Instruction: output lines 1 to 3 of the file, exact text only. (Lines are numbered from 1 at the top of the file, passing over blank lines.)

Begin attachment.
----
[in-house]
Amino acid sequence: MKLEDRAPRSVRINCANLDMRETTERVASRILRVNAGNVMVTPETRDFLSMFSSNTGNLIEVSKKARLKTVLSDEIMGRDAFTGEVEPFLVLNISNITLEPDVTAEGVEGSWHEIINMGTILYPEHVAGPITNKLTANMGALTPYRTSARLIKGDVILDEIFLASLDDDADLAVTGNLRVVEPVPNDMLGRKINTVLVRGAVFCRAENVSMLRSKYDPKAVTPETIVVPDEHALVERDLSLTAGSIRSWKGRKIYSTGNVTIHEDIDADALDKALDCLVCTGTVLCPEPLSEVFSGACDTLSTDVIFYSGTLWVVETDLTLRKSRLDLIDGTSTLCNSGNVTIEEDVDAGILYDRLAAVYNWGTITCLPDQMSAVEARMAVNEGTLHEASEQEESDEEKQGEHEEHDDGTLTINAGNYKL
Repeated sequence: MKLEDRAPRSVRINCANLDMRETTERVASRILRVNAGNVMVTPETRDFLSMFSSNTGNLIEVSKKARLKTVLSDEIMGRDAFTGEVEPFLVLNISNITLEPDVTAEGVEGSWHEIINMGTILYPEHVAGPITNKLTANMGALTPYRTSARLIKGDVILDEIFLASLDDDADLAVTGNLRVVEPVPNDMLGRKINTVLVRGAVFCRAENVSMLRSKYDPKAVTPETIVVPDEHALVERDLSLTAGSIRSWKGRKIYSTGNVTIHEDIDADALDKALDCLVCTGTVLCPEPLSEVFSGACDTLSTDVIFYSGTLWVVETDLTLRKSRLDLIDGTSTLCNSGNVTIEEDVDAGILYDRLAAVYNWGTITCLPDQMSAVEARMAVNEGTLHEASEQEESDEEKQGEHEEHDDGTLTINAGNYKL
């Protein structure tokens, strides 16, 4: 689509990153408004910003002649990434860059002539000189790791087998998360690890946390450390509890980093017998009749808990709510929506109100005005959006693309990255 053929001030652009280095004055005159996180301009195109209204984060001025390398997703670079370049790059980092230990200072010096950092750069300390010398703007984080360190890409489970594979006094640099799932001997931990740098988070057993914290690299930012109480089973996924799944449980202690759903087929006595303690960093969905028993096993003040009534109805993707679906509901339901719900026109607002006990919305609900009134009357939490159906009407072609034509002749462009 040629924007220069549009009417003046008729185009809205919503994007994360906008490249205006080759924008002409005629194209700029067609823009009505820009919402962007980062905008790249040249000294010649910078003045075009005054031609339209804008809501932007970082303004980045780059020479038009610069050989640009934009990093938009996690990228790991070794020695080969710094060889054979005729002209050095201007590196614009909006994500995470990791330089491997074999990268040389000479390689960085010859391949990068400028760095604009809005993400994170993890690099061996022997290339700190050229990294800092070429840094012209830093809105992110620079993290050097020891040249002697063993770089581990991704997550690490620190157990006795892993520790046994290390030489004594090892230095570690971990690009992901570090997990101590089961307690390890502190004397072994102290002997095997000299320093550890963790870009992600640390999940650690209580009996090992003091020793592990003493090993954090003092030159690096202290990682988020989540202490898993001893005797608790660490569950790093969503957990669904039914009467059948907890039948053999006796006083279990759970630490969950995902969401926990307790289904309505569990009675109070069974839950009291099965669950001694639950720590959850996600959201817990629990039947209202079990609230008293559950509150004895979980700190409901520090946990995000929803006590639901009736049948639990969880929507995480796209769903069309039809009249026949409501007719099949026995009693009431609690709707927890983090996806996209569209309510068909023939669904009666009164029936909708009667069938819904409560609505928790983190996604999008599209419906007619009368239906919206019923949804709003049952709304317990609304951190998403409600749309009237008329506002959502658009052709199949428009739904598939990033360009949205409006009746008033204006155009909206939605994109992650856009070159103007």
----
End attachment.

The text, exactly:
[in-house]
Amino acid sequence: MKLEDRAPRSVRINCANLDMRETTERVASRILRVNAGNVMVTPETRDFLSMFSSNTGNLIEVSKKARLKTVLSDEIMGRDAFTGEVEPFLVLNISNITLEPDVTAEGVEGSWHEIINMGTILYPEHVAGPITNKLTANMGALTPYRTSARLIKGDVILDEIFLASLDDDADLAVTGNLRVVEPVPNDMLGRKINTVLVRGAVFCRAENVSMLRSKYDPKAVTPETIVVPDEHALVERDLSLTAGSIRSWKGRKIYSTGNVTIHEDIDADALDKALDCLVCTGTVLCPEPLSEVFSGACDTLSTDVIFYSGTLWVVETDLTLRKSRLDLIDGTSTLCNSGNVTIEEDVDAGILYDRLAAVYNWGTITCLPDQMSAVEARMAVNEGTLHEASEQEESDEEKQGEHEEHDDGTLTINAGNYKL
Repeated sequence: MKLEDRAPRSVRINCANLDMRETTERVASRILRVNAGNVMVTPETRDFLSMFSSNTGNLIEVSKKARLKTVLSDEIMGRDAFTGEVEPFLVLNISNITLEPDVTAEGVEGSWHEIINMGTILYPEHVAGPITNKLTANMGALTPYRTSARLIKGDVILDEIFLASLDDDADLAVTGNLRVVEPVPNDMLGRKINTVLVRGAVFCRAENVSMLRSKYDPKAVTPETIVVPDEHALVERDLSLTAGSIRSWKGRKIYSTGNVTIHEDIDADALDKALDCLVCTGTVLCPEPLSEVFSGACDTLSTDVIFYSGTLWVVETDLTLRKSRLDLIDGTSTLCNSGNVTIEEDVDAGILYDRLAAVYNWGTITCLPDQMSAVEARMAVNEGTLHEASEQEESDEEKQGEHEEHDDGTLTINAGNYKL